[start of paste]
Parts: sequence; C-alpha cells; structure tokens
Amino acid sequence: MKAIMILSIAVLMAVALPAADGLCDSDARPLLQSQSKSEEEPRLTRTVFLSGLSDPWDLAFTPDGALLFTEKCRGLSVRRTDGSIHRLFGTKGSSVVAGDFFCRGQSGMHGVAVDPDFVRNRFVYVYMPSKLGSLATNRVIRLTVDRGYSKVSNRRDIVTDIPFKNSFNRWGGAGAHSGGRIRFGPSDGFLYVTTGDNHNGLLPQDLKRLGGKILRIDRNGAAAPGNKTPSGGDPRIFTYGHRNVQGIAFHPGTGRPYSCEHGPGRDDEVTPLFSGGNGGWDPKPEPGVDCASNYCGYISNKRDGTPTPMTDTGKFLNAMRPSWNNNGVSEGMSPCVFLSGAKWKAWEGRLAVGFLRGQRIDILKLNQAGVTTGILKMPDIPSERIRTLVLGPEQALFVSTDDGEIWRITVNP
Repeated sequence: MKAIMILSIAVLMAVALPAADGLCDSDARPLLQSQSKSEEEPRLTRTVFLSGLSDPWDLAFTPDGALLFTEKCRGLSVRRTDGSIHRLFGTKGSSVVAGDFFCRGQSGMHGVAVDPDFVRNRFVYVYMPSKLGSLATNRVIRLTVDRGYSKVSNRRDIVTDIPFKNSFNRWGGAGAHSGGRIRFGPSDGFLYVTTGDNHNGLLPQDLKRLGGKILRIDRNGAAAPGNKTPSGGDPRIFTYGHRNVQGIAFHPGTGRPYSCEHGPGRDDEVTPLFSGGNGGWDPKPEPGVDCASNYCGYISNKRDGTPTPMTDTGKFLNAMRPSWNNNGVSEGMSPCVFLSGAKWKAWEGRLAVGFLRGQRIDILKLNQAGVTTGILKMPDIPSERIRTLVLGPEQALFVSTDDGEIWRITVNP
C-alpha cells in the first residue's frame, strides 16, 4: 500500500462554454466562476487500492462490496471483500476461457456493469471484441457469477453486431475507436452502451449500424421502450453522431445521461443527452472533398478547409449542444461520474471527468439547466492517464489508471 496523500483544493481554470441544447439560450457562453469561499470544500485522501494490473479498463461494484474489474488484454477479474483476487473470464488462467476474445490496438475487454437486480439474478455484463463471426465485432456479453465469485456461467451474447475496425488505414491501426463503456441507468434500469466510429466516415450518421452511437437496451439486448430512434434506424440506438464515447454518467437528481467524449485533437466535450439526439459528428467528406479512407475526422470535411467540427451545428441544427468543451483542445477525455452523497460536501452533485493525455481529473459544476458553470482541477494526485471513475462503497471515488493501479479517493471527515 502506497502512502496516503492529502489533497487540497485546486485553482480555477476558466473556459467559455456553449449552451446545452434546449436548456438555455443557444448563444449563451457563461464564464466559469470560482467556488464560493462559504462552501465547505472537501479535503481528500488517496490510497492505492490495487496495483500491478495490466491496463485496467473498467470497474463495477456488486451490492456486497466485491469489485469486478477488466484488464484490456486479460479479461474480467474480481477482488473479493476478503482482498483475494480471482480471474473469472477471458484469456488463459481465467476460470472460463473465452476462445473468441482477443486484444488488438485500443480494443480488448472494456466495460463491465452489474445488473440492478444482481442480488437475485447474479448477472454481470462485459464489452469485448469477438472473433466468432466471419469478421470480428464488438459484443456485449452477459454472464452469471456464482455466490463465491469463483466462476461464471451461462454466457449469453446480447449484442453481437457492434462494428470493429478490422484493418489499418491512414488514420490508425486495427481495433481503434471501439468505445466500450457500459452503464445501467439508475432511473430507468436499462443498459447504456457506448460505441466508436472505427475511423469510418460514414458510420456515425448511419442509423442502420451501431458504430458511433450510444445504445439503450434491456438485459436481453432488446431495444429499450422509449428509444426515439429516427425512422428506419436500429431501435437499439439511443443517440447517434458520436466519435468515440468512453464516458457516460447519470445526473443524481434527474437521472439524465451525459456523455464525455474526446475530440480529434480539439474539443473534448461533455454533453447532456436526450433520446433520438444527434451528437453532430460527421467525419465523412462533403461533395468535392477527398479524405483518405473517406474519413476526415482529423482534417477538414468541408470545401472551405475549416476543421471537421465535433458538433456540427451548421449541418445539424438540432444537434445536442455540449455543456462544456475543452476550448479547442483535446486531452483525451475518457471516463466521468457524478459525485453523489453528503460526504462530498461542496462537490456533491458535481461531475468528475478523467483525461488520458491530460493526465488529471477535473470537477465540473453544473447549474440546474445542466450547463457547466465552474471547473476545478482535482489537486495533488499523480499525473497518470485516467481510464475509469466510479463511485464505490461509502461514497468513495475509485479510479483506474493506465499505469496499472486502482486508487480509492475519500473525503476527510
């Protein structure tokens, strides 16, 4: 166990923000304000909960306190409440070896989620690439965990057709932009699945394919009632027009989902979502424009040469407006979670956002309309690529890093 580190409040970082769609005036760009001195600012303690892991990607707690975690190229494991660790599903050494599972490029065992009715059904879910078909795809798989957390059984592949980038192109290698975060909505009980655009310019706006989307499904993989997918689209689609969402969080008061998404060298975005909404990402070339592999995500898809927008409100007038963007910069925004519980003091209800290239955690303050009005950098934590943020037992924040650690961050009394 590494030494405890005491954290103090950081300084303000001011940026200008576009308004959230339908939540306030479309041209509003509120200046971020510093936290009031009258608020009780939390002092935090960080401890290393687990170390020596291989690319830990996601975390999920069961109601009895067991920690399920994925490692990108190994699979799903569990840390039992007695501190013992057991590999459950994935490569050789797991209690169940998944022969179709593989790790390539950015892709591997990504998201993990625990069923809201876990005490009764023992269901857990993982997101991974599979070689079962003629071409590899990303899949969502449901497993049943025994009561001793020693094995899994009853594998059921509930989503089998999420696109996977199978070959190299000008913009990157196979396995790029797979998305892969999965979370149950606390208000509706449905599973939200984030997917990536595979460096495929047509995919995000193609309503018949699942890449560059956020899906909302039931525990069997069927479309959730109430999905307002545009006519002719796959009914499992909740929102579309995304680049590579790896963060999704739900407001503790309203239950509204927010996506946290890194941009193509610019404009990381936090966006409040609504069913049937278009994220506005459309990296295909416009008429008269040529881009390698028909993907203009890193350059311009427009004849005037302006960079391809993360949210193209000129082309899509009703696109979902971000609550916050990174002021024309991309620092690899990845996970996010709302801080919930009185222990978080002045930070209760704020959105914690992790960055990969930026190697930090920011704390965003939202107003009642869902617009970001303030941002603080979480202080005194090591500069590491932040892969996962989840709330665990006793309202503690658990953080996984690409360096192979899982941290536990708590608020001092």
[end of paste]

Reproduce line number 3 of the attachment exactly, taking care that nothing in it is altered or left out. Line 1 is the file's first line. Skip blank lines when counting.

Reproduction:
Repeated sequence: MKAIMILSIAVLMAVALPAADGLCDSDARPLLQSQSKSEEEPRLTRTVFLSGLSDPWDLAFTPDGALLFTEKCRGLSVRRTDGSIHRLFGTKGSSVVAGDFFCRGQSGMHGVAVDPDFVRNRFVYVYMPSKLGSLATNRVIRLTVDRGYSKVSNRRDIVTDIPFKNSFNRWGGAGAHSGGRIRFGPSDGFLYVTTGDNHNGLLPQDLKRLGGKILRIDRNGAAAPGNKTPSGGDPRIFTYGHRNVQGIAFHPGTGRPYSCEHGPGRDDEVTPLFSGGNGGWDPKPEPGVDCASNYCGYISNKRDGTPTPMTDTGKFLNAMRPSWNNNGVSEGMSPCVFLSGAKWKAWEGRLAVGFLRGQRIDILKLNQAGVTTGILKMPDIPSERIRTLVLGPEQALFVSTDDGEIWRITVNP